How birds cope with changing climate to avoid extinction
For small and short-lived birds, evolution can work fast enough for genetic adaptation to keep pace with a changing environment, a new study has revealed.
Washington: For small and short-lived birds, evolution can work fast enough for genetic adaptation to keep pace with a changing environment, a new study has revealed.
In the analysis, based on more than fifty years` detailed study of a population of great tits near Oxford, UK, a team of scientists have found that even for such fast-evolving species, evolution on its own is not enough.
The study, conducted by scientists from the University of Oxford, found that individual birds have a built-in flexibility that enables them to adjust their behaviour rapidly in response to short-term changes in the environment.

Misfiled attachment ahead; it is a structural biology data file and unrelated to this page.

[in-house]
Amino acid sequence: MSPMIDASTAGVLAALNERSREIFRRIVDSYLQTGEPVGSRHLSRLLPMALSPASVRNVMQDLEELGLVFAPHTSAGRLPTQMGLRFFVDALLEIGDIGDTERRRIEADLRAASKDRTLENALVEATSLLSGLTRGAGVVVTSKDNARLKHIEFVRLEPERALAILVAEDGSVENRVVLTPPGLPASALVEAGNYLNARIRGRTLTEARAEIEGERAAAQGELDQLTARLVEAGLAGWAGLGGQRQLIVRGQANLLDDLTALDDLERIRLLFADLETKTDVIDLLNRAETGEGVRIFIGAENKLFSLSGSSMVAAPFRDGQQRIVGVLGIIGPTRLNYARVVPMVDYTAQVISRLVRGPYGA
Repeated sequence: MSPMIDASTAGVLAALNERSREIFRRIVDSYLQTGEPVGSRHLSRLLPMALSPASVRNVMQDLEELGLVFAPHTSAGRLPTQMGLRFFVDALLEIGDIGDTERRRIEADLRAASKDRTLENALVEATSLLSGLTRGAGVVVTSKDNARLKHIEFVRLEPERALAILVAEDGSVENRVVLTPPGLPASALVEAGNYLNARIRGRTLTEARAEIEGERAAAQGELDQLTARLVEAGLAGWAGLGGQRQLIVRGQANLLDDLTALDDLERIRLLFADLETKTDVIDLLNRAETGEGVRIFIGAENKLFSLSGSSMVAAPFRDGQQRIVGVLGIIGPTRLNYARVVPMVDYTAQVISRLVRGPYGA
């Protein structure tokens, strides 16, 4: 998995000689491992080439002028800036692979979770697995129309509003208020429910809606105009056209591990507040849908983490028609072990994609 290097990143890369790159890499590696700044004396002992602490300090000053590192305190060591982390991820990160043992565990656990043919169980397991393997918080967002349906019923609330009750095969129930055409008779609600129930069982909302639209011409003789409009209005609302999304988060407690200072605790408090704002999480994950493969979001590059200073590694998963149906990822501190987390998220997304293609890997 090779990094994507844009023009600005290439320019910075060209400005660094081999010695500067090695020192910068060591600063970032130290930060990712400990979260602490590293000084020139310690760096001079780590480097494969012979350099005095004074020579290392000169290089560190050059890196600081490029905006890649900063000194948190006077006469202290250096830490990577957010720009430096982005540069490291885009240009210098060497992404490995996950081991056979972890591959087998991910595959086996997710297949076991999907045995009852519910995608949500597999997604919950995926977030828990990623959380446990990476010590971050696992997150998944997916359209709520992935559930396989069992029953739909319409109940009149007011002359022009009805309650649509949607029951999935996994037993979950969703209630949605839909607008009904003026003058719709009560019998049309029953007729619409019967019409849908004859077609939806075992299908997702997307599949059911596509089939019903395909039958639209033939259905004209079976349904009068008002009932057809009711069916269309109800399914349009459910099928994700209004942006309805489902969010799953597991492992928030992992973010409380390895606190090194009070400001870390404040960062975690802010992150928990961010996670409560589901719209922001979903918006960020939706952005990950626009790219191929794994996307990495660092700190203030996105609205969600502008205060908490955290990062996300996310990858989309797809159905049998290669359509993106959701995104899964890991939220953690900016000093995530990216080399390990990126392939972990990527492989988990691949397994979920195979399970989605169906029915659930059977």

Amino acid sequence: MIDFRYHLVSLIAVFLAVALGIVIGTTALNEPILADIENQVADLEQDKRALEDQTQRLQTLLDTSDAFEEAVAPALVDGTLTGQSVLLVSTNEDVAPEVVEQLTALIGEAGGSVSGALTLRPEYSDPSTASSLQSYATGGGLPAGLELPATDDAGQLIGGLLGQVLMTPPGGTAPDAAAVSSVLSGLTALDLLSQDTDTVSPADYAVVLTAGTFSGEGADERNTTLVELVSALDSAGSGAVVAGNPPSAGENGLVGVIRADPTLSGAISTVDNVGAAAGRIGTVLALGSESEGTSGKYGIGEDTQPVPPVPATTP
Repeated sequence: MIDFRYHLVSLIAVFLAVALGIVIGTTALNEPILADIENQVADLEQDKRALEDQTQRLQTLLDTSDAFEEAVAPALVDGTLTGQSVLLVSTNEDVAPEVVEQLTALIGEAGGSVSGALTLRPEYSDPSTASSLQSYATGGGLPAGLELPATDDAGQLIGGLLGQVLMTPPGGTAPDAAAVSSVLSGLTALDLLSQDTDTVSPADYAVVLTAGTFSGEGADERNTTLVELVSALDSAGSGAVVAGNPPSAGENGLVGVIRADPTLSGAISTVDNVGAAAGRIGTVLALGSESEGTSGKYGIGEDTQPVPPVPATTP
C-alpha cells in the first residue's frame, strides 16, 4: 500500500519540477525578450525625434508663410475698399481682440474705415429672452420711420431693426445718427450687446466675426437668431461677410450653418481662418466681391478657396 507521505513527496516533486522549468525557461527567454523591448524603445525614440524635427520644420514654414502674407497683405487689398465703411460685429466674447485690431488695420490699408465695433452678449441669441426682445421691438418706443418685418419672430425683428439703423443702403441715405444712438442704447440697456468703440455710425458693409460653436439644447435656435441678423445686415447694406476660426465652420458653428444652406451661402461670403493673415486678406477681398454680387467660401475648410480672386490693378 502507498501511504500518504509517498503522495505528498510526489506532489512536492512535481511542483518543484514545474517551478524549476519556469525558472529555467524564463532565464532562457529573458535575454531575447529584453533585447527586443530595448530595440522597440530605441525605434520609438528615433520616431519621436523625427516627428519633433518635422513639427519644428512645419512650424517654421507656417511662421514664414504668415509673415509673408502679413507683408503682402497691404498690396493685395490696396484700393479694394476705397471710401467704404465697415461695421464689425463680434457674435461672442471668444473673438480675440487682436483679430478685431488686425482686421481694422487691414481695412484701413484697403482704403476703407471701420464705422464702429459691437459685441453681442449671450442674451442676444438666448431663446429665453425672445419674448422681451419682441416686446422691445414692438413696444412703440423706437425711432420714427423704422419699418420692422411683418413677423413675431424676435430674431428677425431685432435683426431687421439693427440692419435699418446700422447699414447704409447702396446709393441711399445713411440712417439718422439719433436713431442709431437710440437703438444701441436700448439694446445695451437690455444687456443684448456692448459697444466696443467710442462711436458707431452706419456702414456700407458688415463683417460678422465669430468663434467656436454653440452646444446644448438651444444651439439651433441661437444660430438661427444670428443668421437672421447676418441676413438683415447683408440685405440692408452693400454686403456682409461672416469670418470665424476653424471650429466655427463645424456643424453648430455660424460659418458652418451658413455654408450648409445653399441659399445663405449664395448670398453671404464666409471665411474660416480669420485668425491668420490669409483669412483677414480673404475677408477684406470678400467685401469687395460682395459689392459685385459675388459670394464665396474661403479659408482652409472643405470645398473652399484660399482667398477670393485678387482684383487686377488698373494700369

This flexibility-known as phenotypic plasticity-greatly increases the chances that a population can survive in spite of short-term changes, but that possibility depends on how closely they can track the key aspects of their environment, such as the availability of food.
As species become longer-lived, and thus slower to reproduce, evolutionary adaptation is far slower and can`t on its own save such species from climate change-induced extinction.
The team combined their intensive study of the birds with data on how this key caterpillar food source has changed over time, allowing them to predict how well the birds can track the change in the environment through its effects on the caterpillar population.
The study was published on July 9 in the open access journal PLOS Biology.